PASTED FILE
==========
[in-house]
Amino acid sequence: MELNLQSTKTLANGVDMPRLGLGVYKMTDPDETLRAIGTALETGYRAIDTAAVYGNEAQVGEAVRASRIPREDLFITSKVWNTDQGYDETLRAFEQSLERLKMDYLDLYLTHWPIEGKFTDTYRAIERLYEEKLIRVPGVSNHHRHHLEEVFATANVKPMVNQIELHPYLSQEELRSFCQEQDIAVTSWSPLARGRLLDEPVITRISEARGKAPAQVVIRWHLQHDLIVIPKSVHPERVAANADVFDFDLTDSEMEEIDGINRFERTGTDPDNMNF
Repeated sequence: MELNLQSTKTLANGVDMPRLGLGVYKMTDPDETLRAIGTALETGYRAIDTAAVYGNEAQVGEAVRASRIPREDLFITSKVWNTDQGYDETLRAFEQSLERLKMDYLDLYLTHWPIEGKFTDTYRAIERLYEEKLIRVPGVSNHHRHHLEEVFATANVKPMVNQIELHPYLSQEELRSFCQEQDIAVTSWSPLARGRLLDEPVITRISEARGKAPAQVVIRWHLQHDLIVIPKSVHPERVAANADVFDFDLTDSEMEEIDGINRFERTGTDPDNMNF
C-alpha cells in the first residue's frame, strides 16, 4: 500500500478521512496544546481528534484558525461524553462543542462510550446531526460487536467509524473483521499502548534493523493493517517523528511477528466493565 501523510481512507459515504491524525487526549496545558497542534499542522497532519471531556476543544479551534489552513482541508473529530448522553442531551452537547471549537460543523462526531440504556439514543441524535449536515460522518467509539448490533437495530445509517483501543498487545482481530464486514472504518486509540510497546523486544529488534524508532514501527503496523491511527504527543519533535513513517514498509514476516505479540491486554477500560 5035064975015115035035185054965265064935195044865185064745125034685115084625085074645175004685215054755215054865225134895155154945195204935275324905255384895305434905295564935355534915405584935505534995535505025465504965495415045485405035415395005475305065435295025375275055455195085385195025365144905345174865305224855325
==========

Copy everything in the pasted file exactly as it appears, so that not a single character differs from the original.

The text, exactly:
[in-house]
Amino acid sequence: MELNLQSTKTLANGVDMPRLGLGVYKMTDPDETLRAIGTALETGYRAIDTAAVYGNEAQVGEAVRASRIPREDLFITSKVWNTDQGYDETLRAFEQSLERLKMDYLDLYLTHWPIEGKFTDTYRAIERLYEEKLIRVPGVSNHHRHHLEEVFATANVKPMVNQIELHPYLSQEELRSFCQEQDIAVTSWSPLARGRLLDEPVITRISEARGKAPAQVVIRWHLQHDLIVIPKSVHPERVAANADVFDFDLTDSEMEEIDGINRFERTGTDPDNMNF
Repeated sequence: MELNLQSTKTLANGVDMPRLGLGVYKMTDPDETLRAIGTALETGYRAIDTAAVYGNEAQVGEAVRASRIPREDLFITSKVWNTDQGYDETLRAFEQSLERLKMDYLDLYLTHWPIEGKFTDTYRAIERLYEEKLIRVPGVSNHHRHHLEEVFATANVKPMVNQIELHPYLSQEELRSFCQEQDIAVTSWSPLARGRLLDEPVITRISEARGKAPAQVVIRWHLQHDLIVIPKSVHPERVAANADVFDFDLTDSEMEEIDGINRFERTGTDPDNMNF
C-alpha cells in the first residue's frame, strides 16, 4: 500500500478521512496544546481528534484558525461524553462543542462510550446531526460487536467509524473483521499502548534493523493493517517523528511477528466493565 501523510481512507459515504491524525487526549496545558497542534499542522497532519471531556476543544479551534489552513482541508473529530448522553442531551452537547471549537460543523462526531440504556439514543441524535449536515460522518467509539448490533437495530445509517483501543498487545482481530464486514472504518486509540510497546523486544529488534524508532514501527503496523491511527504527543519533535513513517514498509514476516505479540491486554477500560 5035064975015115035035185054965265064935195044865185064745125034685115084625085074645175004685215054755215054865225134895155154945195204935275324905255384895305434905295564935355534915405584935505534995535505025465504965495415045485405035415395005475305065435295025375275055455195085385195025365144905345174865305224855325